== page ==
Advocacy is central to the reform movement writes Rabbi Marla Feldman for the Union of Reform Judaism, “The passion for social justice is reflected in the ancient words of our prophets and sages and in the declarations of our Movement’s leaders throughout its history. The ancient command ‘Tzedek, Tzedek Tirdof! Justice, justice shall you seek!’ constantly reverberates in our ears. It has become deeply embedded in the Reform Jewish psyche. This charge has led to a long and proud tradition of political activism by the Reform Movement.”
Those early leaders in the reform movement, include none other than Kalisch whose passion for justice and Judaism invigorated him in 1861 to protest a law specifying that only ordained Christian ministers could serve as military chaplains, even though thousands of Jews were already in the Union army. With other rabbis, Kalisch led the petition to convince President Lincoln to propose a new law that permitted Jewish army chaplains. Congress adopted the measure soon after.
Today, the Union of Reform Judaism continues to carry forward Kalisch’s support for Jewish military chaplains and Jewish military personnel and their families, passing a resolution in 1950 and again in 2005, noting “As Reform Jews we must connect with the Jewish servicemen and women and their families for we are their community, just as they are ours. ‘All Jews are responsible for one another’ (Babylonian Talmud, Sh’vuot 39a).”
To learn more about Jewish life in the military, visit the National Museum of American Jewish Military History that explains, “Using President Roosevelt’s taxonomy of Spirit, Conviction, and Purpose, the exhibition addresses the following questions… Why do people serve in the American armed forces? When and in what contexts – did they serve? How did they serve? Although the exhibition focuses on the service of Jewish men and women throughout the history of the United States, the subtext of the entire space is the universality of military service. ”
Thank you to all servicemen and women who risk their lives so the rest of us may live freely.
Meet Henrietta Szold
Born in 1860 to Hungarian Rabbi Benjamin Szold who immigrated to the United States in 1859, Henrietta Szold grew up witnessing her father’s leadership of Baltimore congregation, Temple Oheb Shalom. My Jewish Learning writes that her father taught her “German, Hebrew, and the Jewish sacred texts to supplement her public school education.” Meanwhile, the family aided Russian Jews fleeing pogroms, helping them settle as newcomers in America. These early experiences would guide Henrietta’s ideology as a pioneer of the Zionist movement and her interests to help Jews worldwide as the founder of Hadassah, a women’s organization to improve healthcare in Israel.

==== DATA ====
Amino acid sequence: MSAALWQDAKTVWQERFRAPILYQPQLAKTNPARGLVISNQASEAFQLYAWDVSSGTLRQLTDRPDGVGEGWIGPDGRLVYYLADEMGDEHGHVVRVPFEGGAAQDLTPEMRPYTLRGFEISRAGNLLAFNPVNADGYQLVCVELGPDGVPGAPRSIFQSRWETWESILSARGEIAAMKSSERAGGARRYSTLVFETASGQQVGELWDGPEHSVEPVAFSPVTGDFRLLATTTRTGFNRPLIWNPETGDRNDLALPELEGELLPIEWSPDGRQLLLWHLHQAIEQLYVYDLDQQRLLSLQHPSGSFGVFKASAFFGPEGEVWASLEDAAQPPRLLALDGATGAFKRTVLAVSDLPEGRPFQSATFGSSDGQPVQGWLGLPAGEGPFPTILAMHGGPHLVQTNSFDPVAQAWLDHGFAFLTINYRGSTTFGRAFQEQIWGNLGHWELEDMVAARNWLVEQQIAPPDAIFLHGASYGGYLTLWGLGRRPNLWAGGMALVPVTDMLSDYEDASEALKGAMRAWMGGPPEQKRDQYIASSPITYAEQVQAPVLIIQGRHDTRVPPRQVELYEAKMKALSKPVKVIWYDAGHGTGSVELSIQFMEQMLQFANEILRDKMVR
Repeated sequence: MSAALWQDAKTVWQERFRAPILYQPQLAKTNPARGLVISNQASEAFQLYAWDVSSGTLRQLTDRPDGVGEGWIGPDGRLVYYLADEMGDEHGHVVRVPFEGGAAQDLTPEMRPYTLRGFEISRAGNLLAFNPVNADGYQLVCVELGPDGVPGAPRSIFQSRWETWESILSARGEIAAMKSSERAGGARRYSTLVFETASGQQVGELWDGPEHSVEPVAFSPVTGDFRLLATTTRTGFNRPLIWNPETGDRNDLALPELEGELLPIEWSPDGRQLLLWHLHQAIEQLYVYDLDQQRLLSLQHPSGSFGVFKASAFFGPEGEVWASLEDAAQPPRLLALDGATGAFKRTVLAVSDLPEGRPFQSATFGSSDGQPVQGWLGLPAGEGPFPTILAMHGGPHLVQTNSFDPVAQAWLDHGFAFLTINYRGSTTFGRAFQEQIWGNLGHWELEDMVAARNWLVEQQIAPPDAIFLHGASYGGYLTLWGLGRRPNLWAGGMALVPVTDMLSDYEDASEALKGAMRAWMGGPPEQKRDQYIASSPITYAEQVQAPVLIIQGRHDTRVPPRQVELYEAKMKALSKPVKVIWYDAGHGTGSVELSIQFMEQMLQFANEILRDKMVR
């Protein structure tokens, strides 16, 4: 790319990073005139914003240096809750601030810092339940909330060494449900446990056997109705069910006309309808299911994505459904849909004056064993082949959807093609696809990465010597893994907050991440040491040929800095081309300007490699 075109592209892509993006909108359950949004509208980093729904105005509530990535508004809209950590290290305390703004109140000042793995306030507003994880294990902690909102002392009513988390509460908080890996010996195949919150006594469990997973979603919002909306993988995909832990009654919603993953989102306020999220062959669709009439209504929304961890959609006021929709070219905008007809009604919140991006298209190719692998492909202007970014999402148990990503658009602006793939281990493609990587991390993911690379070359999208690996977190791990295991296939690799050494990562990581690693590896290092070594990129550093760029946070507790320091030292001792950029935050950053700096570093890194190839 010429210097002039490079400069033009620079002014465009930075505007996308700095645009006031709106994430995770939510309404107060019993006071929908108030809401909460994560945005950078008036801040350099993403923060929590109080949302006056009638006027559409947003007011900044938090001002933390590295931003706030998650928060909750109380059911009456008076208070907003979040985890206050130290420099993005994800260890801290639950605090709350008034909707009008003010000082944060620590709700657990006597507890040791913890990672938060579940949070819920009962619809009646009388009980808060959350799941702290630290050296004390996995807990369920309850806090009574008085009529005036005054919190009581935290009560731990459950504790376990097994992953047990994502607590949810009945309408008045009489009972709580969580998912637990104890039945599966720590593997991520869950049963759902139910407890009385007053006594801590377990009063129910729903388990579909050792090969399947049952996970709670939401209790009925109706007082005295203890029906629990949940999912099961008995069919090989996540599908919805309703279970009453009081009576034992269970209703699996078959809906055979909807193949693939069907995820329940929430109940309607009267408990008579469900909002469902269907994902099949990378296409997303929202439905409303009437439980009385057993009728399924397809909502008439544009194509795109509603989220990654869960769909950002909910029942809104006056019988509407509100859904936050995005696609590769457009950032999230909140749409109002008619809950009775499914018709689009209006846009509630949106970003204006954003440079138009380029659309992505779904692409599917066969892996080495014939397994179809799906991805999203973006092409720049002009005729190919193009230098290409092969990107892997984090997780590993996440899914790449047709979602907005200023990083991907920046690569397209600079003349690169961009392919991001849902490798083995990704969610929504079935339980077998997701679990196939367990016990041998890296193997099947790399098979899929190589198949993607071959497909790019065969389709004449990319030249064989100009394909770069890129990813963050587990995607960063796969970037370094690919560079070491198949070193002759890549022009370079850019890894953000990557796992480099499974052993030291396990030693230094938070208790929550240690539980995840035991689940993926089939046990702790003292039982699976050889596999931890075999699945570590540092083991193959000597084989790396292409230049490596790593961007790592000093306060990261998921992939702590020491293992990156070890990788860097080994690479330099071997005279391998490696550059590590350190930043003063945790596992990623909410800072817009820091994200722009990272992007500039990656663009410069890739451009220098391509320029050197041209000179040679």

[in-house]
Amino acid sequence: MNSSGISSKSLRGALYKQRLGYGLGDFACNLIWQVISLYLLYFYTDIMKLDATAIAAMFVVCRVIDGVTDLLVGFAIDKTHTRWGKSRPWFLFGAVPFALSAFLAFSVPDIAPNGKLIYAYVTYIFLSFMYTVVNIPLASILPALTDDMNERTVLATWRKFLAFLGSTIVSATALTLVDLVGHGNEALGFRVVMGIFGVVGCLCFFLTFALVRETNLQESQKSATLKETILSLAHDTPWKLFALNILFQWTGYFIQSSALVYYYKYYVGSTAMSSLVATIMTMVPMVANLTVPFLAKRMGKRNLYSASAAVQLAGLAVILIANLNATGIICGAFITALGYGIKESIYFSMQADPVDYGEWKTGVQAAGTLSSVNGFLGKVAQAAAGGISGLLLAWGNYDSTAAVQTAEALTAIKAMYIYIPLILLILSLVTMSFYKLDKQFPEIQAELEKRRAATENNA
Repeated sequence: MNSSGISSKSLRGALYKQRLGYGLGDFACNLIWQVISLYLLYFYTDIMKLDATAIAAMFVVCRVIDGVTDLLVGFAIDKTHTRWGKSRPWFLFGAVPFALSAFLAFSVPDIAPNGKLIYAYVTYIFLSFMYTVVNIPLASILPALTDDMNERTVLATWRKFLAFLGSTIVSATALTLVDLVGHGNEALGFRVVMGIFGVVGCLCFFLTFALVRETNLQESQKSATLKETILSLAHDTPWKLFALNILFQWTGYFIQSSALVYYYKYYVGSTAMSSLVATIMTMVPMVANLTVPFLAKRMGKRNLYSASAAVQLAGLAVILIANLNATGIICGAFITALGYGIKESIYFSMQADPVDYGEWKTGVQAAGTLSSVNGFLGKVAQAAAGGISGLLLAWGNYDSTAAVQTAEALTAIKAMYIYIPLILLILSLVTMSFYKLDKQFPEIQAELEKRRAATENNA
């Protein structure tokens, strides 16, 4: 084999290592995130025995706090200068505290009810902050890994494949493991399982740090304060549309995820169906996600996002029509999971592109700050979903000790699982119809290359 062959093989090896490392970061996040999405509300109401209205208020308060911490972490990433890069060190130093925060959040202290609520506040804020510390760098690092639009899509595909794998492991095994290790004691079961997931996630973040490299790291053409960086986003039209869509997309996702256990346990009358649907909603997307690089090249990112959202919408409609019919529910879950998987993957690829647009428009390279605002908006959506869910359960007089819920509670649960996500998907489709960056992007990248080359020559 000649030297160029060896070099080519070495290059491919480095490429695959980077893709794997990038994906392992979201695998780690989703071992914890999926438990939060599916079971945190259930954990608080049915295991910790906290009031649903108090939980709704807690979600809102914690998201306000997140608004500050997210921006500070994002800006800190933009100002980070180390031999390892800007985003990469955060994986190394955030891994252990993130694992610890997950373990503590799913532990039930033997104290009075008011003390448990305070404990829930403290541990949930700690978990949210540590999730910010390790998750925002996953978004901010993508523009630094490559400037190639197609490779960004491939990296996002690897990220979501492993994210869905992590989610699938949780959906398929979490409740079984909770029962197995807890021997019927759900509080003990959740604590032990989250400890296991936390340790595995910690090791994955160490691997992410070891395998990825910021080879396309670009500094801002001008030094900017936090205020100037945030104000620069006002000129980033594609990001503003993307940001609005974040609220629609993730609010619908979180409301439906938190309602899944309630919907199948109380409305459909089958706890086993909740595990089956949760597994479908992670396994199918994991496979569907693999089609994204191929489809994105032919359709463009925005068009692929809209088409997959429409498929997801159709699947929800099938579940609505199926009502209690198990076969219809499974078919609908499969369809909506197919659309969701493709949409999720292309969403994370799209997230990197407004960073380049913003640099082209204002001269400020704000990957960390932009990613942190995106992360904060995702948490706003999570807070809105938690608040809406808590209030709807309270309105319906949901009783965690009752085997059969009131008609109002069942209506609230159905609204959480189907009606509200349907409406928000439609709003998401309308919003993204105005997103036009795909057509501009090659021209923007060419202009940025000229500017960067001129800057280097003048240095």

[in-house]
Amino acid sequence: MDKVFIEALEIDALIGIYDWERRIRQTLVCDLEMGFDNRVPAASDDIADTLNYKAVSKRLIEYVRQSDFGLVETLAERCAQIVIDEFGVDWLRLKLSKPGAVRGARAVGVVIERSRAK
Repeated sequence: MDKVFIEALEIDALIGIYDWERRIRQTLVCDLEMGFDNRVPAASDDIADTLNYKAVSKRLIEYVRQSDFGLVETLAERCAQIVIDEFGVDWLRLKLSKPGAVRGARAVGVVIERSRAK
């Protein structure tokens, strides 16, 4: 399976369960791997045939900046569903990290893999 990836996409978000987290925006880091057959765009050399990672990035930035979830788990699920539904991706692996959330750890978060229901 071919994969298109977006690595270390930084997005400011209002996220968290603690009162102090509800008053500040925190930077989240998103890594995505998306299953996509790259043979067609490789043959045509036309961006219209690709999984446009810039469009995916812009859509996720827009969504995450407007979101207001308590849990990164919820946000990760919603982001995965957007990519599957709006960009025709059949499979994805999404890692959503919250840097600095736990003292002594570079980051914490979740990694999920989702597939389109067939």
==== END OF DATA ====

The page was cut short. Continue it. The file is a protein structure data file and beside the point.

“In 1909 Szold visited Palestine and became intensely involved in the work to reconstruct the Jewish homeland. At the age of 49 she had discovered her vocation. She devoted the rest of her life to Palestine — the promised land,” continues My Jewish Learning. Noting that she had quite a vocation prior as well, as the only woman chosen to be on the Jewish Publication Society, she “became executive secretary of the publications committee and, for over two decades, was instrumental in the editing, translating, and publication of some of the most important works in American Judaism.” Let’s not forget either that she was the first woman to be accepted to the Jewish Theological Society. Her accomplishments were many, and each was a stepping stone to her path of creating one of the largest Jewish organizations in the United States.
“Today, Hadassah remains committed to Jewish continuity and building a better world through medicine and healthcare, advocacy, and communities of women,” according to the Hadassah website Also noting that “not long before her death, when a sculptor was creating a bust of Henrietta Szold, she asked him to ‘make my eyes look to the future.”
Although Henrietta Szold passed away in 1945, her legacy lives on and connects to people all over the world, including right here in Northeast Ohio. After Israel’s victory in the June 1967 Six-Day War, Lynn Gottlieb of Lorain, Ohio joined other student volunteers assigned to clean up Hebrew University’s original Mt. Scopus campus, where access had been denied to Jews since 1948. Told to discard all old papers she found, she nonetheless salvaged a few treasures, including this 1935 card from Henrietta Szold to Dr. Judah Magnes, the university’s first chancellor.
To learn more about the life-saving work of Hadassah and the difference one person can make in changing the world, please watch this video on the inspiration of Henrietta Szold from The Spielberg Jewish Film Archive Note: this video is in Hebrew.
We’re taking a tour of the world and all of its offerings to curate cultural connections aligned with our museum’s mission and values. Join us as we explore exhibits, art, film, literature, lectures and more.